The Parliamentary Commissioner for Standards had published a report relating to a complaint by the applicant against a Member of Parliament.
Held: The applicant sought permission to challenge this by judicial review. The applicant’s appeal failed. No judicial review was possible of the workings of the Parliamentary Commissioner for Standards despite the absence of any Appeal from his findings. To allow a judicial review would be to impugn the House of Commons. Lord Woolf MR said: ‘Activities of government are the basic fare of judicial review. Activities of Parliament are not the basic fare of judicial review. Indeed activities of Parliament are accepted in general by Mr. Pannick to be not subject to judicial review. If I may put it this way, if what was being sought here was judicial review of the Standing Committee responsible for supervising the activities of the Parliamentary Commissioner for Standards, Mr. Pannick would accept that judicial review was not available.’ and ‘The focus of the Parliamentary Commissioner for Standards is on the propriety of the workings and the activities of those engaged within Parliament. He is one of the means by which the select committee set up by the House carries out its functions, which are accepted to be part of the proceedings of the House. This being the role of the Parliamentary Commissioner for Standards, it would be inappropriate for this court to use its supervisory powers to control what the Parliamentary Commissioner for Standards does in relation to an investigation of this sort. The responsibility for supervising the Parliamentary Commissioner for Standards is placed by Parliament, through its standing orders, on the Committee of Standards and Privileges of the House, and it is for that body to perform that role and not the courts.’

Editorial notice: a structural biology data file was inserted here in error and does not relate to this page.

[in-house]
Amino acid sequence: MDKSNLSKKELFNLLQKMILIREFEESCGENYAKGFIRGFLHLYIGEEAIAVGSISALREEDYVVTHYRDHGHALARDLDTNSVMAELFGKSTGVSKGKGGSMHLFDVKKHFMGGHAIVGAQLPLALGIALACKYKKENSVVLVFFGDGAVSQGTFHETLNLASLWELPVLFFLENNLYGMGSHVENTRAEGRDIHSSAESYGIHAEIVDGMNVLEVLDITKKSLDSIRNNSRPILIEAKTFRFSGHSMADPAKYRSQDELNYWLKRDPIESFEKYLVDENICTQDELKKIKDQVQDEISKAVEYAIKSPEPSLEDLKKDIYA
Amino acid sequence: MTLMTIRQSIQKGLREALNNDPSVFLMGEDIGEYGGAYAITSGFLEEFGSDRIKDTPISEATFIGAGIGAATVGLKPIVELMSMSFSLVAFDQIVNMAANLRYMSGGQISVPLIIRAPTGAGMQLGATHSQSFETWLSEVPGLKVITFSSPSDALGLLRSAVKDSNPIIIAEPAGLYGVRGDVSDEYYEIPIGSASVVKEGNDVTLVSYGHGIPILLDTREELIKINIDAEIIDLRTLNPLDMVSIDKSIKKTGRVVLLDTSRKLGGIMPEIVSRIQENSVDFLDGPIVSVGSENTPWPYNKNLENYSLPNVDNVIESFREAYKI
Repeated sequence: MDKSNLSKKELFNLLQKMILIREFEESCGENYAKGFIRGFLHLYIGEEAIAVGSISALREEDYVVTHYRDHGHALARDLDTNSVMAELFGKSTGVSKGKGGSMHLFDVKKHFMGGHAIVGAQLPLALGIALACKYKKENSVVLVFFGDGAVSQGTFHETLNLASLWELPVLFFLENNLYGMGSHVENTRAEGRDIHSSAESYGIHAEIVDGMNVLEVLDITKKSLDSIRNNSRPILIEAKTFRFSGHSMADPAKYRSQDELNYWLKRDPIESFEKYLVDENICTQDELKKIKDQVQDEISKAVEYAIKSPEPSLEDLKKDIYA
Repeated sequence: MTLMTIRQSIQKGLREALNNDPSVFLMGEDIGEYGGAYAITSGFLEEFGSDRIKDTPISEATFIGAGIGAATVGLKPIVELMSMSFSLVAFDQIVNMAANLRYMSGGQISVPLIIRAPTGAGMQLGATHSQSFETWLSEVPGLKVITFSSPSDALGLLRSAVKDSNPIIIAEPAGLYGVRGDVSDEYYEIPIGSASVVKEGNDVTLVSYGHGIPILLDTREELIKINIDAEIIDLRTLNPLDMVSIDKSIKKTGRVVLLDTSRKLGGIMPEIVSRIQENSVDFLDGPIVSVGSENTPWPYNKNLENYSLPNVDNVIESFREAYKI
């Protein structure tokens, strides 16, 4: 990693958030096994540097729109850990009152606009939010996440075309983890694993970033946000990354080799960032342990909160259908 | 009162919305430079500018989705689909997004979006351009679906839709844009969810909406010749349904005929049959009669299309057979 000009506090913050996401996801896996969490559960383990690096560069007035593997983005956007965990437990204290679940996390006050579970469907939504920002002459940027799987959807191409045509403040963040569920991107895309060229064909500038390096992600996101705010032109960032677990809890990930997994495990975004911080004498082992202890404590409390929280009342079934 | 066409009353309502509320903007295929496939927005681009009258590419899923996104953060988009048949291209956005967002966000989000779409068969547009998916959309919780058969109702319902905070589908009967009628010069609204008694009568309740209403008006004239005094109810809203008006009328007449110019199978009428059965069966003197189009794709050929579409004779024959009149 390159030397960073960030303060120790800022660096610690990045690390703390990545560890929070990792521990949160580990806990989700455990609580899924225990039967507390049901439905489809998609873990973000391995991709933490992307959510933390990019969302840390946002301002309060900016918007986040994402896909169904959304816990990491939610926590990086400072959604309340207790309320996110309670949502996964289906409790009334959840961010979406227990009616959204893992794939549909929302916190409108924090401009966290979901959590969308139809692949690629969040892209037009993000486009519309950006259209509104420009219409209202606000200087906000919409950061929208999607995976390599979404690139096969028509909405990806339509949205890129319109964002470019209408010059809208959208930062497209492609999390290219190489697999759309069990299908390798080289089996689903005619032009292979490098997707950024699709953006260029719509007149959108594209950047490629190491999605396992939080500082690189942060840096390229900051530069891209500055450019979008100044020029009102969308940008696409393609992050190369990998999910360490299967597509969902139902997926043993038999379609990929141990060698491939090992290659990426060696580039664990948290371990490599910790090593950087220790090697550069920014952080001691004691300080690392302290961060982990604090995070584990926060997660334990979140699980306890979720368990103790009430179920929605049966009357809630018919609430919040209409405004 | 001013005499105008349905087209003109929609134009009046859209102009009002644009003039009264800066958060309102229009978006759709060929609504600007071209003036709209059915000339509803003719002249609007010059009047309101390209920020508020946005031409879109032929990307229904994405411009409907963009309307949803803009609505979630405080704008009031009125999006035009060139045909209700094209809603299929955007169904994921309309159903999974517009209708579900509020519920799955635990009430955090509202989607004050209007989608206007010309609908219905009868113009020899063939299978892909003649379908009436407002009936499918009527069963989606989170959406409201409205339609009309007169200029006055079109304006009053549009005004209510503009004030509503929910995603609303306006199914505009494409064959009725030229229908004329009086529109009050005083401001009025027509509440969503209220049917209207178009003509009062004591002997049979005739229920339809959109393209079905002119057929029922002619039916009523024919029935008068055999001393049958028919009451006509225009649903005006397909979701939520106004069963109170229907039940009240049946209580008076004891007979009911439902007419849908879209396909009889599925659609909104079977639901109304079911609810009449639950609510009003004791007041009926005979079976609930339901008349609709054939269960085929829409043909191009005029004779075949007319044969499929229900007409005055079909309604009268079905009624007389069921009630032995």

Lord Woolf MR
Gazette 05-Nov-1997,  EWCA Civ 2488,  1 WLR 669,  1 All ER 93
England and Wales
Cited – Hamilton v Al Fayed HL 23-Mar-2000
The claimant MP sued the defendant in defamation after he had alleged that the MP had corruptly solicited and received payments and benefits in kind as a reward for parliamentary services rendered.
Held: Parliament has protected by privilege . .
Cited – Chaytor and Others, Regina v CACD 30-Jul-2010
The defendants had been members of the Houses of Commons and of Lords. They faced charges of dishonesty in respect of their expenses claims. They now appealed a finding that they were not subject to the exclusive jurisdiction of Parliament under . .
Cited – Chaytor and Others, Regina v SC 1-Dec-2010
The defendants faced trial on charges of false accounting in connection in different ways with their expenses claims whilst serving as members of the House of Commons. They appealed against rejection of their assertion that the court had no . .
These lists may be incomplete.
Updated: 24 April 2021; Ref: scu.87524